I raised it up, checked on the sunk side and the strut is new, line has no issues. Checked the compressor, disconnected both harnesses, no corrosions, put them back, wiggled them. Checked the relay again and swapped it with another, checked the 40amp fuse next to it which has ground for some reason instead of power, not sure if that is how it's supposed to be. Removed it and reinstalled it. Removed the airline from the top of the air strut as the beep is coming from it, noticed also that the boot on the strut is stuck all the way up, pushed it down. Turned the car on and as you can see there is air coming out of the hole in increments. Not sure if this is normal but then I started to hear the compressor. Turned it off, put the air line back and started the car and she rose all good. Who the heck knows what is the issue?
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Tuesday, November 23rd, 2021 AT 11:44 AM
Tiny
STEVE W.
  • EXPERT
Stuck solenoid. With it open and no load it worked, being it's sticking you could try an old trick, jack it up so you can get to the lines at all four corners and remove them. Now go to the accumulator (air tank) and remove the line on it. Now for the trick, take a cup of rubbing alcohol, add about two tablespoons of marvel mystery oil to it, shake it well and use a fluid injector/syringe/whatever to put about 1/4 of the mix into the line. Reconnect it, Now go to the air line manifold and pull the other end of the line off and shoot some of the mix into the control manifold so it will get between the solenoids and the compressor, you want it to be blown through them as they cycle. Leave the lines off at the bags and start it up, the compressor should start pushing the mix through the system and it will clean out and lightly lube the moving parts, once you see it spraying out the lines let it run until most of it is gone, reconnect everything and see if it acts better. I've used that on older Cadillacs and Lincolns with air ride because the solenoids get corroded from the moisture in the air and then start sticking. Usually this will work for years after being treated and is a lot cheaper than replacing the control head solenoid assembly.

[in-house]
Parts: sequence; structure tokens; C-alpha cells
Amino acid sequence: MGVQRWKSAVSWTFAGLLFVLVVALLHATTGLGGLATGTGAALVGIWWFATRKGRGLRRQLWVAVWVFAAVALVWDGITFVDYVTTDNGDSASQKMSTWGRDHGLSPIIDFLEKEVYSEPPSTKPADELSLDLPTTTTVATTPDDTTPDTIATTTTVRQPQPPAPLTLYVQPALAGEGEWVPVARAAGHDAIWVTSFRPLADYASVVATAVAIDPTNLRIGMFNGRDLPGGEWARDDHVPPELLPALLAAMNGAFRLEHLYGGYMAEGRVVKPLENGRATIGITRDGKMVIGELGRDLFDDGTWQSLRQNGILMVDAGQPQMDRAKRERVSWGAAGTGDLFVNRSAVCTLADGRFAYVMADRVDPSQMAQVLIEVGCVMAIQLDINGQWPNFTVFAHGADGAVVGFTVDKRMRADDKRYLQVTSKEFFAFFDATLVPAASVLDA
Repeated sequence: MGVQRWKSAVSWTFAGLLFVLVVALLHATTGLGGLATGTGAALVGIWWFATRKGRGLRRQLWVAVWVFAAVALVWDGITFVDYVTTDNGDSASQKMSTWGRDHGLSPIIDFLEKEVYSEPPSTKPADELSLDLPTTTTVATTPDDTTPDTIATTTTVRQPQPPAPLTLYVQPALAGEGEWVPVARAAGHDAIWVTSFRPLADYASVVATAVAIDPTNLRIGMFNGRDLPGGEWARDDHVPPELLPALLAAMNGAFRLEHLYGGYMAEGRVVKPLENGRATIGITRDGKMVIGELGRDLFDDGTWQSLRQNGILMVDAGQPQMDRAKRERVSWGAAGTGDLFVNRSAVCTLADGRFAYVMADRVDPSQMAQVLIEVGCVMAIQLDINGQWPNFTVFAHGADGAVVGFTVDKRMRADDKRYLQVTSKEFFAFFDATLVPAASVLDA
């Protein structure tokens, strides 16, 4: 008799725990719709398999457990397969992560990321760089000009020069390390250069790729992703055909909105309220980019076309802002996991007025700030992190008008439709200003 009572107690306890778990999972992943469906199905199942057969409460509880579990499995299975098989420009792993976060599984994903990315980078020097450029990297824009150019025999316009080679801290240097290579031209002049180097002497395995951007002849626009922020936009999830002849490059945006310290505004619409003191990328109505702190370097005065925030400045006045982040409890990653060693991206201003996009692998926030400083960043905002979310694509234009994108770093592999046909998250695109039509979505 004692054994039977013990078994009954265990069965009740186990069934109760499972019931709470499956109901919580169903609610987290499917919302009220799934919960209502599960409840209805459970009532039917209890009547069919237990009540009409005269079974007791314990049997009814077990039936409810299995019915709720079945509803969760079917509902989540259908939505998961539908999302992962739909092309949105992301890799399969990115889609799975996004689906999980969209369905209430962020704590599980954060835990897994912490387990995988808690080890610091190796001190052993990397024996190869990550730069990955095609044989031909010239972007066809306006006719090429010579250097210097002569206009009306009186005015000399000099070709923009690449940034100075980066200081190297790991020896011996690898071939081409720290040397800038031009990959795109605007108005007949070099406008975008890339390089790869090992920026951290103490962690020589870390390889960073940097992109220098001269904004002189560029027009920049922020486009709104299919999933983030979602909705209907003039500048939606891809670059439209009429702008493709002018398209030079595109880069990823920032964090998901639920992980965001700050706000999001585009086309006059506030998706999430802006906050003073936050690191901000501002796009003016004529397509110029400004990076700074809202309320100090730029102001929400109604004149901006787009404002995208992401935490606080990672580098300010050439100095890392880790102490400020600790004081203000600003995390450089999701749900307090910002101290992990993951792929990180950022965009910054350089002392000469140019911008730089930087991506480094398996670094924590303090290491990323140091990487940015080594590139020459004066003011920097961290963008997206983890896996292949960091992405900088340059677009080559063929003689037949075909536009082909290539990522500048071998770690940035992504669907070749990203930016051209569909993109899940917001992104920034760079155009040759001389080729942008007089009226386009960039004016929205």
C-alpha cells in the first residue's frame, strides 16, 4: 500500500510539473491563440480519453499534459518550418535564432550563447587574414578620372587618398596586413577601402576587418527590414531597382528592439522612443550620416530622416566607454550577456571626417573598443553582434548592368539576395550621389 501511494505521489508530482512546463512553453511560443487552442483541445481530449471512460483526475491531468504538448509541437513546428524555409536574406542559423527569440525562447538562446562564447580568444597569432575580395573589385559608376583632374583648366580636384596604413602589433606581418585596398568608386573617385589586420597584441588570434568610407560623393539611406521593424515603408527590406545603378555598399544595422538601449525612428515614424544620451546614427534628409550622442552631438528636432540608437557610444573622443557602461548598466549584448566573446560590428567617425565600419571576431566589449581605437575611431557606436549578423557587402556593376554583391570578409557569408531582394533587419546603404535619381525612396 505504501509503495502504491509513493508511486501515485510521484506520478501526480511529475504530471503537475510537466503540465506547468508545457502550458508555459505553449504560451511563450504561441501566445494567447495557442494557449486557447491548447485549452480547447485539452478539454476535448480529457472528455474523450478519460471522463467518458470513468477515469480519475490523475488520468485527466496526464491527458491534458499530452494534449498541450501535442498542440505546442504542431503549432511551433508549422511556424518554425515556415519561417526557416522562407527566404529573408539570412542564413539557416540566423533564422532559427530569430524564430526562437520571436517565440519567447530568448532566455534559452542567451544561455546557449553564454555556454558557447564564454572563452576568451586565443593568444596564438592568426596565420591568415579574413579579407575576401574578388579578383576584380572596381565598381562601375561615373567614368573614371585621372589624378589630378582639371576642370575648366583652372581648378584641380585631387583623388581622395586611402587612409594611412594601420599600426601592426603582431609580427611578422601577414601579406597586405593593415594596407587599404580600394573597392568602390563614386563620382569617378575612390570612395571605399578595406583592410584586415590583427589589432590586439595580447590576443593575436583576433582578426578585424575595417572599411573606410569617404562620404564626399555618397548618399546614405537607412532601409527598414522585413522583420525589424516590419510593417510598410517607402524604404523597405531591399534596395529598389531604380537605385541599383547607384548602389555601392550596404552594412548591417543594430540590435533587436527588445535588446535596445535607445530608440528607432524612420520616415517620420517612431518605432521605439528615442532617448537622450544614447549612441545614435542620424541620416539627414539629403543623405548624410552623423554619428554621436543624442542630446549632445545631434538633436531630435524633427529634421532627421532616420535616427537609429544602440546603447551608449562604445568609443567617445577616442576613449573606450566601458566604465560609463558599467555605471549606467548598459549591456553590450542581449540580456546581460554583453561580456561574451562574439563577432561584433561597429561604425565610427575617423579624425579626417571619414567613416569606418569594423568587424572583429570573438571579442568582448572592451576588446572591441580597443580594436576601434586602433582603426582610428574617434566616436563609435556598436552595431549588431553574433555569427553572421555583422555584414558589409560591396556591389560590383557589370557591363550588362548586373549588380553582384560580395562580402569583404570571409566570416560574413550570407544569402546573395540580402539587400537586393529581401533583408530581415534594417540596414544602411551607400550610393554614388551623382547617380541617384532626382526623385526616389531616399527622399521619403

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Tuesday, November 23rd, 2021 AT 3:19 PM
Tiny
DIVIDES
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Hmm, good trick, will definitely remember it. Thanks
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Tuesday, November 23rd, 2021 AT 3:23 PM
Tiny
STEVE W.
  • EXPERT
Just don't do like one guy who read about it did, he decided that adding it after the compressor was more work than he liked so he added it to the intake port side of the compressor, didn't take into account that fluids don't compress very well. He had to replace the compressor after it locked up and broke the motor shaft off! It's the same type of thing truck drivers do to keep valves from getting stuck on big trucks.
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Tuesday, November 23rd, 2021 AT 3:35 PM
Tiny
DIVIDES
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Wow, yes that wouldn't make sense, common sense. It's basically a flush to these lines.
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Tuesday, November 23rd, 2021 AT 3:40 PM
Tiny
STEVE W.
  • EXPERT
Yep, the alcohol will flush dirt and moisture out and the light oil will lube the valves, letting it flow freely means it doesn't build up in the bags where it isn't needed. Sounds like you understand the system pretty well. That's a good thing.
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Tuesday, November 23rd, 2021 AT 3:50 PM